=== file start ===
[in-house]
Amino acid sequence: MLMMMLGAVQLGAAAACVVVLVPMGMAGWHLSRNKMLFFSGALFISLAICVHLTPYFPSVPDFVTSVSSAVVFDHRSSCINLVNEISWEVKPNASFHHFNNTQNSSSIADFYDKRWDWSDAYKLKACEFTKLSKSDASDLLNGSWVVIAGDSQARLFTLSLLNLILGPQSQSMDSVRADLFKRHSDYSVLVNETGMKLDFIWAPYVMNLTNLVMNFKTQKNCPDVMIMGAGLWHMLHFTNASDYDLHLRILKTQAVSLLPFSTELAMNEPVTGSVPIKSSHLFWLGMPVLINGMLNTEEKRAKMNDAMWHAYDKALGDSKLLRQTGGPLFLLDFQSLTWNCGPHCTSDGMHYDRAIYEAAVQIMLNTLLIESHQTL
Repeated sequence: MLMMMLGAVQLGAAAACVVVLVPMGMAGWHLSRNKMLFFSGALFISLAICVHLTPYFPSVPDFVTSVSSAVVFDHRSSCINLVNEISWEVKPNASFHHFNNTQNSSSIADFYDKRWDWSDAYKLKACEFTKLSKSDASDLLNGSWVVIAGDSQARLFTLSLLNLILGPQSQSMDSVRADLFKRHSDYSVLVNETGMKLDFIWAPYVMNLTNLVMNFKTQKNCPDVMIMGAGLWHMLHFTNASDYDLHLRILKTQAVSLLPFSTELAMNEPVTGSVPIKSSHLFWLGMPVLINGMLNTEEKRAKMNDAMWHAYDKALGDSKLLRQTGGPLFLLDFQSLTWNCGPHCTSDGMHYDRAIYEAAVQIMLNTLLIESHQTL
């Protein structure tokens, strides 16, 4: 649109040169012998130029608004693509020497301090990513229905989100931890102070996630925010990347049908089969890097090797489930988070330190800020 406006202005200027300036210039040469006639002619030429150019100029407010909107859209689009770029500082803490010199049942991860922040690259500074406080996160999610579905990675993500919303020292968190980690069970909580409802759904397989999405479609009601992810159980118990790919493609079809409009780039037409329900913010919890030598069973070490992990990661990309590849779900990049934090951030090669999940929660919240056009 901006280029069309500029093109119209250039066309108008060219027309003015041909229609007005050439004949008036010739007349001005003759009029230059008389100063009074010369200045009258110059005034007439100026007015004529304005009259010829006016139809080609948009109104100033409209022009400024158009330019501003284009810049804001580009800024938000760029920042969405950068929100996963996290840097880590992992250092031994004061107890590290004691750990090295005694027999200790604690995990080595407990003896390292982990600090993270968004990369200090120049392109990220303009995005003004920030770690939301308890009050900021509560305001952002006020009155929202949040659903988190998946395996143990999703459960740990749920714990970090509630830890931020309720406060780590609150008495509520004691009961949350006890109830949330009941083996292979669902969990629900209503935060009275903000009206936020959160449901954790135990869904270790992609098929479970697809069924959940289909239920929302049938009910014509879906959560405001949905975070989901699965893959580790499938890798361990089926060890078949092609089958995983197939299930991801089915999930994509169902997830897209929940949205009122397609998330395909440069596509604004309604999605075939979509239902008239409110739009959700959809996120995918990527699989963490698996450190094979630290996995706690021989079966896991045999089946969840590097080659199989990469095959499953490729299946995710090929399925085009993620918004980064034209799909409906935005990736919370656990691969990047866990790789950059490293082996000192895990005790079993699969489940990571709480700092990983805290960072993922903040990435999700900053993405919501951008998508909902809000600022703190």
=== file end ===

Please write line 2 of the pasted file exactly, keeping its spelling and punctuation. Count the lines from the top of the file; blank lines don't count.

Amino acid sequence: MLMMMLGAVQLGAAAACVVVLVPMGMAGWHLSRNKMLFFSGALFISLAICVHLTPYFPSVPDFVTSVSSAVVFDHRSSCINLVNEISWEVKPNASFHHFNNTQNSSSIADFYDKRWDWSDAYKLKACEFTKLSKSDASDLLNGSWVVIAGDSQARLFTLSLLNLILGPQSQSMDSVRADLFKRHSDYSVLVNETGMKLDFIWAPYVMNLTNLVMNFKTQKNCPDVMIMGAGLWHMLHFTNASDYDLHLRILKTQAVSLLPFSTELAMNEPVTGSVPIKSSHLFWLGMPVLINGMLNTEEKRAKMNDAMWHAYDKALGDSKLLRQTGGPLFLLDFQSLTWNCGPHCTSDGMHYDRAIYEAAVQIMLNTLLIESHQTL